This week, former Croydon Central MP ANDREW PELLING looks at what the Boundary Commission might have in store for our present three Parliamentary constituencies when it publishes its report tomorrow
Time to get out the anoraks. No, not to deal with the windy autumn weather. It’s time for us nerds of electoral geography and psephology to emerge from our darkened rooms to compete to be “top anorak” in analysing the fundamental changes that could be proposed for Croydon’s Parliamentary boundaries tomorrow.
Politicians are getting nervous, because September 13 could be unlucky for some, with some MPs forced to apply for new jobs for after 2015 election year if the Boundary Commissioners abolish their seats from beneath them.
The plans, in the first instance limited to dividing England into 500 constituencies, are to be briefed to MPs today, ahead of publication tomorrow. In Croydon, it may suggest the most substantial changes to the borough’s representation at Westminster in 40 years.
The change emerges from the Government’s desire to cut 50 MPs from the present 650 for England, Wales, Scotland and Northern Ireland. At the same time, an effort seems to have been made to alter the current electoral landscape which can give Labour large majorities in the Commons on pretty wafer thin leads in the national polls.
Labour resents possible changes that they perceive as being partisan. The Government says that a high number of seats with relatively small electorates favour Labour. The opposition points out that the changes will not take account of population, but be based just on a measure of registered electors. Labour heartland seats can have a lot of socially marginalised people who are not registered to vote.
Whatever the detail of the recommendations, the changes will likely only make a marginal difference. Low turnouts in safe Labour seats and huge Conservative majorities in county seats that don’t gain them extra political representation combine to simply underline the already distortive nature of the UK’s first-past-the-post constituency system.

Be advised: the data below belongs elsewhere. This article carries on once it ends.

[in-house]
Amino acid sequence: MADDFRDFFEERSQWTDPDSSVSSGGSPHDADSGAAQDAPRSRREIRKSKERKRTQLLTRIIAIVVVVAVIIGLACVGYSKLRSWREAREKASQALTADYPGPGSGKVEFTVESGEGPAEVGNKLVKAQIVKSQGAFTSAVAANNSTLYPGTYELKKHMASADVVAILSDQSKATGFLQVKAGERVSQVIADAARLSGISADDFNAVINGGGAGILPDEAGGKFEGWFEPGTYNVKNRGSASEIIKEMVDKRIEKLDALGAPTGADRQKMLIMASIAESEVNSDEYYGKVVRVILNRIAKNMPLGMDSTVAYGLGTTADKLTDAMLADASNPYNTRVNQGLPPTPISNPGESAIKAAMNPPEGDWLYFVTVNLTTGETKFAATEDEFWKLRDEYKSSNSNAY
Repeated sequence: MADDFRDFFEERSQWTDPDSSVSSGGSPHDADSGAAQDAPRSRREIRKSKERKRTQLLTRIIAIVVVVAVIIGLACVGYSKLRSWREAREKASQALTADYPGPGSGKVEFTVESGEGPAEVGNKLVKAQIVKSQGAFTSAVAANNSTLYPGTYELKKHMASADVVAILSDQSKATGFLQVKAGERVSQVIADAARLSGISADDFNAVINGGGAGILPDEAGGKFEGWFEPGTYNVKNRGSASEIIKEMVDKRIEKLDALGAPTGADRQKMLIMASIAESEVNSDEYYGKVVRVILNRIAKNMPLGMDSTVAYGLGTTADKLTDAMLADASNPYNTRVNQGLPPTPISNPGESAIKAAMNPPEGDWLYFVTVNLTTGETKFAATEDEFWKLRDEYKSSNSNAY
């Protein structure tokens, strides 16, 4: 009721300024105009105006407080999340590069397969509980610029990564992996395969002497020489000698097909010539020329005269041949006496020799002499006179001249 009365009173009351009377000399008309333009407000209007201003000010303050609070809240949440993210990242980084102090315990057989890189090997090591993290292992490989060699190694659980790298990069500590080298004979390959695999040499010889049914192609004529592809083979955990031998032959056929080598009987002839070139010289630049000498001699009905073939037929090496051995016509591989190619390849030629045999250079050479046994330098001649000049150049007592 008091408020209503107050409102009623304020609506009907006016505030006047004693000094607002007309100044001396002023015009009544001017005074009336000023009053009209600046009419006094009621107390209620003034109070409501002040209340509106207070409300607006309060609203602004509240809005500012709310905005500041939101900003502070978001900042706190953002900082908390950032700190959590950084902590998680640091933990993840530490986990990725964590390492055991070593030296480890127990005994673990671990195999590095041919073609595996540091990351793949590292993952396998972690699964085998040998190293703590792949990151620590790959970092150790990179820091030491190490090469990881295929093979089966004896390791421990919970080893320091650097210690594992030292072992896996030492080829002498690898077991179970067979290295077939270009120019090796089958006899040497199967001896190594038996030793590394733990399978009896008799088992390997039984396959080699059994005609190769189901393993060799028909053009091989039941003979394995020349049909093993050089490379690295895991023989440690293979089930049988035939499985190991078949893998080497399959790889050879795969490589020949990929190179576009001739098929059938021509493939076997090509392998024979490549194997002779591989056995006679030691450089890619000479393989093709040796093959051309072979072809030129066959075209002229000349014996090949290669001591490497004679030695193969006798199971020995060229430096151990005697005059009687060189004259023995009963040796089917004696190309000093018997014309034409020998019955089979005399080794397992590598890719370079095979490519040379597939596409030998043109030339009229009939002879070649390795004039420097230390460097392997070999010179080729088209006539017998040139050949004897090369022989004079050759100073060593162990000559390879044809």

The political analyst Lewis Bastin predicted for The Guardian that the losses of seats for each party would be Conservative 15, Labour 18, Others 3 and, especially damaging, LibDems 14. This is proportionally a much higher loss for the LibDems, as their remaining seats will often be expanded into constituencies with a very strong tradition for one of the other two main parties.
Weekend reports are suggesting that the proposals could undermine party discipline, especially among the notoriously independent-minded LibDems, if they learn that they have no parliamentary future. How might that affect the Coalition?
BUT WHAT MIGHT happen in Croydon?
Until 1992, Croydon’s Parliamentary representation was dominated by the Conservatives and boundary changes would not matter much. Yes, David Winnick won what is now the Croydon Central seat for Labour in 1966 and, yes, Bill Pitt made a brief Parliamentary appearance for the SDP-Liberal Alliance after a 1981 by-election in Croydon North-West.
But the Conservatives held all council seats in the north of the borough in 1982, and in 1983, with Jack Weatherill (only notionally a Tory by that time, as he was serving as the Speaker) holding Croydon North-East, there were no Labour MPs in Croydon. Even in 1992, the departing MP Humfrey Malins scored 43.5 per cent of the vote for the Conservatives in Croydon North-West when Malcolm Wicks was first returned.
Now things are different. Croydon North’s eight wards have no Conservative councillors. Based on the strong performance and incumbency of Malcolm Wicks, and on demographic change over the last 20 years, Croydon North is one of the safest Labour seats in the country.
Will that seat get broken up? Will we return to the old Croydon North-West and Croydon North-East structure (to Labour’s benefit) even if shorn of the Norbury and Norwood wards into a new, super-sized inner London seat?
Croydon Central has provided a lot of entertainment with its close results over the past 37 years, but it might now get subsumed into an enlarged Croydon South seat to become rather predictably Conservative.